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Posts tagged ‘advice’

1958 Golden Rules of Mixed-Doubles Tennis: You Women

tennisThis Sports Illustrated book on tennis from 1958 has some invaluable tips for you gals allowed to play mixed-doubles with the man. The list is complicated, so I’ll employ some of my masculine leadership and type for you distaff players only what I judge to be the most important advice:

1. Let your partner serve first. It will make him feel that victory depends on him.

4. Wear the most becoming outfit you can find in your wardrobe, but don’t try to be too spectacular looking. The too intriguing costume can be as disconcerting to your partner as your opponent.

6. Compliment your partner generously but uneffusively when he makes a good shot. His ego is the key to his performance.

7. Don’t chat with the other players or bystanders.

8. Play the net uncomplainingly if your partner asks you to. He may have a reason.

9. Always play your best; men prefer to win.

Now, go have fun ladies. I insist.

REBLOG: SUCKER LIT MAGAZINE: Rookie Guide to Good Self-Editing

Sucker Literary Magazine Issue #1

A Rookie’s Guide to Good Self-Editing by Allie B. 

Editing is important. It goes hand in hand with writing and publishing. You can’t publish a story without editing it, and you can’t edit a story without writing it…

But what is an editor?

Believe it or not, they are regular people, with regular interests and regular lives.

link: http://suckerliterarymagazine.wordpress.com/2012/06/12/guest-post-from-allie-b-on-self-editing/

Editors don’t live in ivory towers, they aren’t out to destroy your career, and they aren’t heartless monsters. They are business professionals, and they are interested in a quality story.

Having a good story, a complete story, is the most important part of getting published. The second most important is telling that story with great writing.

So how do we make sure we accomplish these things before we send our work to an editor?

We edit it.

Yes, you read that right. We must edit our work BEFORE we send it to an editor.

Editors and writers are busy people so sending an editor a mess of a story with plot holes, inconsistent characters, and no understanding of grammar is a waste of time for BOTH of you.

You don’t learn anything as a writer by getting an automatic rejection based on the first or second sentence of your story.

The goal of sending a story to an editor is to have them read it—the whole thing. We do this by self-editing.

On my own blog, Allie B Books, I take you through a rigorous and sometimes painful step-by-step description of my own process, but today we get the cheat notes on the importance of self-editing.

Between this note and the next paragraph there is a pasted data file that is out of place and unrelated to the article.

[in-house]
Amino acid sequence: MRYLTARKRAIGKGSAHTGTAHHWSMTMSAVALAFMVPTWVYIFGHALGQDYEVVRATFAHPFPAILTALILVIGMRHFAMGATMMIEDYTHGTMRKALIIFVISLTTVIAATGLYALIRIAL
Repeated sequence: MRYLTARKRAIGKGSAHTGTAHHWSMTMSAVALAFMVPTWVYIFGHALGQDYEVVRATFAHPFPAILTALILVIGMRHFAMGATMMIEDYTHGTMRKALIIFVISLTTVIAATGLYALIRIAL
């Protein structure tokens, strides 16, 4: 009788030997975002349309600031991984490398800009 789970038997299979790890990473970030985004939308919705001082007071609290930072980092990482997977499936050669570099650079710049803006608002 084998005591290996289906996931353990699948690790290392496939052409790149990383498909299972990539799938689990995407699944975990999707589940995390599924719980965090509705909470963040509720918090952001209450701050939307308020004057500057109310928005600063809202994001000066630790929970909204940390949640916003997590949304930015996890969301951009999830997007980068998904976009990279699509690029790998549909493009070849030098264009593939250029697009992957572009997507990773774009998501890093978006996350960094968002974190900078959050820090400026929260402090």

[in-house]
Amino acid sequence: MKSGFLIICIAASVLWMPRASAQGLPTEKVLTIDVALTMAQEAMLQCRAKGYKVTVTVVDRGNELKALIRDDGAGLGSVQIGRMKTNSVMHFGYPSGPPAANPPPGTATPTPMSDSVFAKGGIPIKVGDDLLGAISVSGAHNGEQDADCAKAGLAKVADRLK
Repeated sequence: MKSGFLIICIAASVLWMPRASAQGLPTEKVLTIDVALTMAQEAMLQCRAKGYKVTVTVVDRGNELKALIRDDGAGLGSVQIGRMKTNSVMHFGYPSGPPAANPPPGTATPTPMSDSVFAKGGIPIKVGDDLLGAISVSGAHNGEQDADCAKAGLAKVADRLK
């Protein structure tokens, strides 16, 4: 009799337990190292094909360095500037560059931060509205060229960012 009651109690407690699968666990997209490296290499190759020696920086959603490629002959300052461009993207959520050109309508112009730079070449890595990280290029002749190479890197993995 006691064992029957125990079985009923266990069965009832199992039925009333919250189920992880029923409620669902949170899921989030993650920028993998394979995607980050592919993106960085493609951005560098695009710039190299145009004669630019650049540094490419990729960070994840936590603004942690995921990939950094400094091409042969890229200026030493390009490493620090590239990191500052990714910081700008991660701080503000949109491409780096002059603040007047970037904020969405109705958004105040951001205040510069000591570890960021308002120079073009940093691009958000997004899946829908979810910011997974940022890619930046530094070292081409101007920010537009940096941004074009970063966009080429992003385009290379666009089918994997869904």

TEN STEPS TO A GOOD SELF-EDIT

1.     Keep a fresh mind.

Once you rip through your first draft, it is important to rest. Separate yourself from the work by taking a break, working on something else, or focus on your “real” life. Do whatever you need to do to get your head straight and make sure that you have taken enough time so that when you come back to the story, you are seeing it with new eyes.

2.     Read it like you didn’t write it.

When you read over your story for the first time, do so as if someone else wrote it.

Keep this question in mind and ask it frequently as you self-edit: ‘What would I expect from this story if I hadn’t written it?’

3.     Perfect the concept

I was told that if you can’t describe your entire story in one sentence, then it is too complicated, or you have not figured out the focus yet.

My first reaction to that was “Whatever, that’s just what agents tell you so you don’t ramble for hours.”.  But now that I have decided to set my first novel aside due to self-diagnosed plot complications I retract all former snark and doubt. It’s true. I had no focus because I didn’t take the time to really think about my concept and perfect the base of my story, and it showed.

Write a one-sentence summary for your story; write it a hundred times in a hundred different ways if you have to. This is your concept and the stronger and more compelling the sentence is, the stronger your story is. If you cannot, for the life of you, come up with something, then there is something wrong with your story or your focus.

4.     Write a review

To find out what is lacking in your story, refer back to the question “What would I expect from this story if I hadn’t written it?” Write a review of your story, and not one of the goofy reviews found on Goodreads with the gif’s of dancing cats. I mean rate your piece seriously and write a real review. It is here where you will find out if there was too much/not enough romance, if the characters were too flat, if the tension needs to be boosted etc.  Remember: What would you expect from the story if you hadn’t written it?

5.     The five R’s

Once you’ve focused your concept and decided the story’s strengths and weaknesses, you can go through the story scene by scene and make changes based on the five R’s.

  • Review what you’ve written and make notes about what you could do to make it better.
  • Refer to your one-sentence summary.
  • Revise the scene based on your review notes.
  • Rewrite it if there are too many problems with it.
  • Refresh your mind by stretching, taking a break, napping, checking your email or whatever activity time permits.

6.     Don’t be scared to CUT CUT CUT